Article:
Joy and gratitude for baby of Nova festival survivors

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Joy and gratitude for baby of Nova festival survivors

Maternal instinct kicked in as couple and friends fled the massacre at Kibbutz Re'im last October

Jenni Frazer is a freelance journalist

New parents Astar Moshe and Shlomi Tobi
New parents Astar Moshe and Shlomi Tobi

Bneyah Moshe’s arrival into the world has become one of the most talked-about births at Haifa’s Rambam Health Care Campus. For the baby’s parents, Astar Moshe and Shlomi Tobi, are survivors of the Nova music festival massacre on 7 October and the need to save their future child was the imperative which drove the couple to escape from the killing grounds of the southern Israel kibbutz.

New father Shlomi Tobi, 37, has spent much of the time since his son’s birth in tears. He says: “The moment came when the delivery room ID was placed on my hand, right next to my Nova admittance band. Seeing them on my hand, side-by-side, I started to cry.”

His partner Astar, 35, nods in agreement. Holding their newborn, she, too, is in tears. “We could so easily have been one of those who are no longer with us today, or one of the hostages waiting to return home,” she says.“Thank God for this treasure we hold in our hands.”

The couple live in the north of Israel, but had joined friends in the south for the Nova music festival at Kibbutz Re’im. Astar was newly-pregnant and they had been looking forward to the festival. Suddenly, the sound of guns and missiles erupted around them.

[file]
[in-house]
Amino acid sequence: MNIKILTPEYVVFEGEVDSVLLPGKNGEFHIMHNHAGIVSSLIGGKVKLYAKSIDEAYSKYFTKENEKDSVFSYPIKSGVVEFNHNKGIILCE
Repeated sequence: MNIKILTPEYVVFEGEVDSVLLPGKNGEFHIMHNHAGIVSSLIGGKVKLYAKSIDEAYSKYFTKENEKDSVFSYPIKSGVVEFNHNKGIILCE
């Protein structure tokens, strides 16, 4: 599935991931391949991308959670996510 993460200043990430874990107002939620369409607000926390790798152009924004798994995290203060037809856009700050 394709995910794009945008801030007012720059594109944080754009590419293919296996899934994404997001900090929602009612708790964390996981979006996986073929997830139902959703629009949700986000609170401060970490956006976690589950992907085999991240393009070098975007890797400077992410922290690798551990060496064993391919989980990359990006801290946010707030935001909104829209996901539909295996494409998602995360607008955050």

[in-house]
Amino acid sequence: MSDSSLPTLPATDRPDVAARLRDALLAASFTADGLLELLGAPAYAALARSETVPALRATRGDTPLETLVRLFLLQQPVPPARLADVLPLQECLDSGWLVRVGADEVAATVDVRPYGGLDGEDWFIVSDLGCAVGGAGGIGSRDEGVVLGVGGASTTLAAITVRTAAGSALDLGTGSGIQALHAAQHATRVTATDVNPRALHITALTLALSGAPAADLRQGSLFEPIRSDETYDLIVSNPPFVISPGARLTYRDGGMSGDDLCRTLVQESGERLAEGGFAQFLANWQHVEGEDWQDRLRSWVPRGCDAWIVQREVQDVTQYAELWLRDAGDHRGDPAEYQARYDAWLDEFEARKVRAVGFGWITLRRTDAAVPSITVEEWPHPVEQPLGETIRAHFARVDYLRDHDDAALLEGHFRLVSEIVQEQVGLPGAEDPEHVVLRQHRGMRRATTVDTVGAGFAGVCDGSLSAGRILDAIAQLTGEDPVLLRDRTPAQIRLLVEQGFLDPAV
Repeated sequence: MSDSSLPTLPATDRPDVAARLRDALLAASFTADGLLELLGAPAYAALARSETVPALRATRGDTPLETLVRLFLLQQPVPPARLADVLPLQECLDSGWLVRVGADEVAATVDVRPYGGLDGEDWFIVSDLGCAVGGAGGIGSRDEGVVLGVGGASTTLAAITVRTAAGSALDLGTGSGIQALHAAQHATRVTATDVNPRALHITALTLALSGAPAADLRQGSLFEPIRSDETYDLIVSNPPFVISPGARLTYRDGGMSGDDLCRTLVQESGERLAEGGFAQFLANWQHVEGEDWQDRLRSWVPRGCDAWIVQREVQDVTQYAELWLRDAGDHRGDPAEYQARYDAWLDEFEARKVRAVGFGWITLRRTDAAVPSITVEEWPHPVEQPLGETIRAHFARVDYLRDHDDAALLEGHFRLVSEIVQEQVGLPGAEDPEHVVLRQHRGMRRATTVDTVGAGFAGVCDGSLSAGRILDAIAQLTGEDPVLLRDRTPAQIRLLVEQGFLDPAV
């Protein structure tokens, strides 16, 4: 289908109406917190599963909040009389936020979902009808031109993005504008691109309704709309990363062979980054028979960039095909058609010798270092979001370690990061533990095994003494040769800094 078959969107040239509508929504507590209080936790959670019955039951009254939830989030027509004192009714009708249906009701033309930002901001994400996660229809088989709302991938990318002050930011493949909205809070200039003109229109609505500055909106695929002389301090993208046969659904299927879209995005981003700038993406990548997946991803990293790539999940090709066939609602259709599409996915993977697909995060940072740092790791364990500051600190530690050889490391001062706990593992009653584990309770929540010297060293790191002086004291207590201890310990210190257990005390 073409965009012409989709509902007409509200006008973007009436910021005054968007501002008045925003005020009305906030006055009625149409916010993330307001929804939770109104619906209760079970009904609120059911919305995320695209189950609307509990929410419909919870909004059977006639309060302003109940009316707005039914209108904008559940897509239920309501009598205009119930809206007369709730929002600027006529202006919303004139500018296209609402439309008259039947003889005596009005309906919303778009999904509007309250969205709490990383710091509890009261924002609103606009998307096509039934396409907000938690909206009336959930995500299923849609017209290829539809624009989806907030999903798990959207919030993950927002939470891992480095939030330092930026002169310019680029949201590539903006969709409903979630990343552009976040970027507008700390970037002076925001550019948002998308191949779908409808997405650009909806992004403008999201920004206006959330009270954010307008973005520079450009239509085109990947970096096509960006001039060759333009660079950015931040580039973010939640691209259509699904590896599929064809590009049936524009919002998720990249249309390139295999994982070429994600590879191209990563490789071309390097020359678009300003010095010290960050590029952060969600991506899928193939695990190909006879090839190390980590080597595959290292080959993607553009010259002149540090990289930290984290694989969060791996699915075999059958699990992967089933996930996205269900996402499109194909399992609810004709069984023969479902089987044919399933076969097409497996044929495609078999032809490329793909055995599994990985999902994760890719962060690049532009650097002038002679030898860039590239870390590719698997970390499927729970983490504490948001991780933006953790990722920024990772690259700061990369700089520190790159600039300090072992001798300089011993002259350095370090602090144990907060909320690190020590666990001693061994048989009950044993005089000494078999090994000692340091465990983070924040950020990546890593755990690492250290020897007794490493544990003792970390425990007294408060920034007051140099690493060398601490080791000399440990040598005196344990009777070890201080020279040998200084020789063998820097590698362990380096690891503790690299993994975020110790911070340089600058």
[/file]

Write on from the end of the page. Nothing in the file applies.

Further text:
Astar recalls: “We didn’t understand what was happening. We thought it was a Code Red attack that would soon pass – the usual things. We never imagined such a massacre.”

The delivery room ID was placed on my hand, right next to my Nova admittance band. Seeing them on my hand, side-by-side, I started to cry

But now the pair believe that it was her maternal instincts which saved them, as everything in the expectant mother galvanised her to ensure her baby was safe. She led her partner, Shlomi, and some friends, in a frenzied run to escape. “All I cared about was keeping the treasure in my womb, my partner, and my friendships. We couldn’t look back. There was only death and terror behind us. We had to keep moving forward all the time.

“There were moments when Shlomi told me, ‘Astar, you’re pregnant. Come on, let’s stop, rest a bit.’ I couldn’t agree to stop for a moment. I told him that if I stopped, I didn’t know if I could continue.”

Shlomi remembers his terror during those critical hours. “Everything was random. We didn’t know where we were going or what we were running from. People were being shot and falling, right by us. Gunshots came from everywhere —and we followed her.”

The couple and their friends ran for 20km, until they arrived at Moshav Patish. “An amazing family — Nili and Dan and their children —took us in and cared for us. They checked that she was okay, and we could begin to relax. That is where the ‘penny dropped,’” as to what they had escaped.

Astar gave birth at Rambam hospital in Haifa and the couple acknowledge that “after going through something like this, it’s not easy to act as though everything is fine”.

Shlomi adds: “We try to see the glass full and say ‘thank you’ for being here. If we survived, then we have a role. It’s part of who we are, it’s also part of the trance music community and the group of Nova survivors. We are all brothers. We were all reborn on the same day. The birth of our child – it feels much bigger than it is. The meaning of a nova is ‘born again’. That’s the Nova. There is life after this terrible disaster that took so many righteous people, many of them my friends. There is life after, there is hope and there is love.”



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